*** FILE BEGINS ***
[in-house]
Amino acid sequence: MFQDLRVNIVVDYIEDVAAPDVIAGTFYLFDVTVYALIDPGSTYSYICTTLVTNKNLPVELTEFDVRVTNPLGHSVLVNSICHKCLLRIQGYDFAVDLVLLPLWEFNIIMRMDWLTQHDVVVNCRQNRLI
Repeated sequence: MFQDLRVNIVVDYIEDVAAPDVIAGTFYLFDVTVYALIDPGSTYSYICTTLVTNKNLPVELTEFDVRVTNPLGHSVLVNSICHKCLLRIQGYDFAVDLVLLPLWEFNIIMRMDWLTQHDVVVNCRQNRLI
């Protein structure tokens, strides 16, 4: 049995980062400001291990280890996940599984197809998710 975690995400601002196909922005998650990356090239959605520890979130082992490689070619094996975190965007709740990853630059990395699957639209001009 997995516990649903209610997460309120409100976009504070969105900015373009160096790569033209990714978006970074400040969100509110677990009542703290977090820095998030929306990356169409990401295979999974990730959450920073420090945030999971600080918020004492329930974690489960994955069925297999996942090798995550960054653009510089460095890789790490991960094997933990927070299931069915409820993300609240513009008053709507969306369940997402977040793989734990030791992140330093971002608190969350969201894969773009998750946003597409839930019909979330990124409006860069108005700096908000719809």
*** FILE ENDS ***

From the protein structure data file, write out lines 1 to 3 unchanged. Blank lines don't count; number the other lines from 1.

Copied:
[in-house]
Amino acid sequence: MFQDLRVNIVVDYIEDVAAPDVIAGTFYLFDVTVYALIDPGSTYSYICTTLVTNKNLPVELTEFDVRVTNPLGHSVLVNSICHKCLLRIQGYDFAVDLVLLPLWEFNIIMRMDWLTQHDVVVNCRQNRLI
Repeated sequence: MFQDLRVNIVVDYIEDVAAPDVIAGTFYLFDVTVYALIDPGSTYSYICTTLVTNKNLPVELTEFDVRVTNPLGHSVLVNSICHKCLLRIQGYDFAVDLVLLPLWEFNIIMRMDWLTQHDVVVNCRQNRLI